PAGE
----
Continuing down the circular car path veering off at the first less congested spur. It ended about a mile down the road, and finally there was silence. Only two other people were in this spot. The limestone rocks were massive, pushing indiscriminately out of the desert floor. As I walked along I came across a snake track in the sand, it was eerie but I followed it. I suppose I had a sick desire to come face to face with one of Australia’s deadliest. I didn’t find the snake, but the trail offered up some great photos. I also tried to do a little bouldering, which is a bad idea in bare feet on sharp limestone. I gave up pretty quickly.
Although isolated and scenic the spot was partially sheltered from the sunset by a large sand dune. This meant there was no choice but to suffer intolerable masses of freaks and screamers until the sun disappeared. There was a nice spot a bit higher on the ridge, and a bit further away from the human element. I spent some time exploring the rock formations looking for especially photogenic protrusions. I walked back to the car and set up the tripod, and just then the drunken raucous tourists from earlier came roaring down the road in two flatbed trucks. Most of them sat in the back on the flatbeds drinking beers and yelling back and forth at one another. Somehow…in the expanse of a desert the car was parked in. I worked hard to suppress any violent reactions swallowing my anger and pride in a series of deep breaths. I wanted to enjoy this spot, and I wasn’t about to let a bunch of inconsiderate assholes ruin it.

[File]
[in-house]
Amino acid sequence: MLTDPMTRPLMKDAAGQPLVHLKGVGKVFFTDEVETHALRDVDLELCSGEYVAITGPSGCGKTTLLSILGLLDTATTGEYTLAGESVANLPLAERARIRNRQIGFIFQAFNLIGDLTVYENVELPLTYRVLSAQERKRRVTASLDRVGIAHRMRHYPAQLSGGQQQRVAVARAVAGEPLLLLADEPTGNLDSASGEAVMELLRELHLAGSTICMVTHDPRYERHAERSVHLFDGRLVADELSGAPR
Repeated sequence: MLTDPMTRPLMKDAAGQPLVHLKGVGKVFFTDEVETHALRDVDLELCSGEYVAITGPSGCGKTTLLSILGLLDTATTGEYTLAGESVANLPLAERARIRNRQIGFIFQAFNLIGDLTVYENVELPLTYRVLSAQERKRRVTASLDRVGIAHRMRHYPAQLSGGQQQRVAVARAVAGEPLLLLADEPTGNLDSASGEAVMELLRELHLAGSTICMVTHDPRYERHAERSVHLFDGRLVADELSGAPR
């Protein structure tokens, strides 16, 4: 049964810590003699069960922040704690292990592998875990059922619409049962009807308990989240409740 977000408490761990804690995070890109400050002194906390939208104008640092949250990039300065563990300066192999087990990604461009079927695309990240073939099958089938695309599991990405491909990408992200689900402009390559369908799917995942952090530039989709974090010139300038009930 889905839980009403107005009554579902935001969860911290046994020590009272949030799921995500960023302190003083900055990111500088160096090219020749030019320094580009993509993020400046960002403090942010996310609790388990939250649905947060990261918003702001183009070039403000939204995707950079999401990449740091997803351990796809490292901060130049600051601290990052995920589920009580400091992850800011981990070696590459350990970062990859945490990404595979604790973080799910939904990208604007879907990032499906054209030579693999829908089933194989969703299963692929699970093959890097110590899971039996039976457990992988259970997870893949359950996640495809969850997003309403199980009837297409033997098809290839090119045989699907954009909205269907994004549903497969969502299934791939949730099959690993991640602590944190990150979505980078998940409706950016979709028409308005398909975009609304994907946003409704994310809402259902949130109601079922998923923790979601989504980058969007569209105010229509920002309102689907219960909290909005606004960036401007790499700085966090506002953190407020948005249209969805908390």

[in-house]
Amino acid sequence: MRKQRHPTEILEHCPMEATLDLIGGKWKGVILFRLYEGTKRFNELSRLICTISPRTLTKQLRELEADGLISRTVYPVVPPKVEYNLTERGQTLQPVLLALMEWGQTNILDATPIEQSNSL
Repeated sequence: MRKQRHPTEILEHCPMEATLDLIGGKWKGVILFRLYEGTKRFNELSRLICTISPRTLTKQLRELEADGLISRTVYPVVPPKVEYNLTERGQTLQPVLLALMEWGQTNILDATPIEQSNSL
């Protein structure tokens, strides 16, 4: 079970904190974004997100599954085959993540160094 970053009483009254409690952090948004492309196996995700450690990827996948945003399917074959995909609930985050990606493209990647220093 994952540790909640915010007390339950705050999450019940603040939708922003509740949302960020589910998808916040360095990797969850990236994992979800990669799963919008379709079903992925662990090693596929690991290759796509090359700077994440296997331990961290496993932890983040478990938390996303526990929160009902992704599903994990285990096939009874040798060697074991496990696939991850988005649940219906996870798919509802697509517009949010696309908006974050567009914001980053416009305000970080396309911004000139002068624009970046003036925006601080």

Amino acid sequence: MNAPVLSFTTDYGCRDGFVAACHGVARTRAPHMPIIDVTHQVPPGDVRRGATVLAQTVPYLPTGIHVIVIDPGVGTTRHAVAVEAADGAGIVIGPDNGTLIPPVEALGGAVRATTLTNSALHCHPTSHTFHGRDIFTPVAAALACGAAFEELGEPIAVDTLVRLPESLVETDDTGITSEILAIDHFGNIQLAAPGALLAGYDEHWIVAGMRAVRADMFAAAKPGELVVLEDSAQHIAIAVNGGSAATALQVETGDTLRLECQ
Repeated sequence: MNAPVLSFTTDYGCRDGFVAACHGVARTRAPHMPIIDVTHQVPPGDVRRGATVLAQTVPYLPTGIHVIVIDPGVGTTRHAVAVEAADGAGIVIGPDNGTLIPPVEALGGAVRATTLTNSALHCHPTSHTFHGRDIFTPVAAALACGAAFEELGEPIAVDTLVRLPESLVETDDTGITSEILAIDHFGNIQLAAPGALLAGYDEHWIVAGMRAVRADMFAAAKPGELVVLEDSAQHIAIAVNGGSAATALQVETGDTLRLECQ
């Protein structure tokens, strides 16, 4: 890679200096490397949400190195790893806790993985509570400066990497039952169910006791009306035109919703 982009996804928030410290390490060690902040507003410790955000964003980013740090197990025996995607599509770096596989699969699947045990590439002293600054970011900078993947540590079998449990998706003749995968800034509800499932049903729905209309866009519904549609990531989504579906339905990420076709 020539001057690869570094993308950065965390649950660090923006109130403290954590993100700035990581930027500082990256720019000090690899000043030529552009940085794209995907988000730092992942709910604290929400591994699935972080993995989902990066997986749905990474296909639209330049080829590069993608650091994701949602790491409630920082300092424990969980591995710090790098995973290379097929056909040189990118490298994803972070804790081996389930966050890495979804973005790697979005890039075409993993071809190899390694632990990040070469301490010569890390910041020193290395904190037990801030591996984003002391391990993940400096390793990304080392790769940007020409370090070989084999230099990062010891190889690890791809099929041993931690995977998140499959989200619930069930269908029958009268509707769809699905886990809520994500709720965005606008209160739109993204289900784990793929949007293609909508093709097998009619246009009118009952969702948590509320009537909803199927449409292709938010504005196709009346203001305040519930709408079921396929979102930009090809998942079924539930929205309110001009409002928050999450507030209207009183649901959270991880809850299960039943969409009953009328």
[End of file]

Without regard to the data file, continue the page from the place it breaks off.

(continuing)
I sat back watching the sun lower into the Indian Ocean, all the meanwhile noticing how the landscape slowly changed colors. The shadows of the limestone pillars danced with the setting sun creating a vivid contrast of golden sands against the apparition-like silhouettes. After the sun disappeared to warm other parts of the planet I couldn’t but think that with it being so close to the spring equinox a sunset here meant a sunrise back home. I wished all of my friends a good morning, and a happy Easter.
The departure of Team Obnoxious signaled it was time to head back to camp. The sky was a brilliant electric blue on the horizon giving way to a deep midnight blue directly overhead.
Back at the cricket pitch/campground just as the full moon started to lift into the sky. It took on a rich beige color brightly lighting the eastern horizon. I set up the tripod and took some photos of the moon and some of the stars before they were drowned out by the full moon. More stars were visible than I might have seen through the entirety of my life combined. It was easy to get lost in, trying to pick out the foreign constellations of the southern sky.
I turned my attention to cooking dinner, no easy task in windy conditions and almost no light. Even so, the burgers turned out quite tasty. I sat back eating burgers, enjoying an ice-cold Coopers and listening to Pearl Jam on the car stereo while staring into the night sky.
Eventually I settled on getting some sleep, unfortunately Mother Nature had different plans.
I had only been asleep for an hour when the winds picked up, blowing twice as hard as during the day. One of the gusts pulled out a stake, unleashing the corner of the tent where my head lay. With every gust the tent would blow in on me, in my groggy state I thought it was a wild animal standing outside my tent with razor-sharp teeth and an unhealthy bloodlust. I was certain a rabid kangaroo was waiting to hop my brains out. I tried to lay as still as possible to avoid provoking the imaginary beast. Finally, I risked life and limb to fix the tent. There were no murderous roos hopping around in sight. I had to re-secure the tent completely, the wind threatened to blow the canvas shelter apart.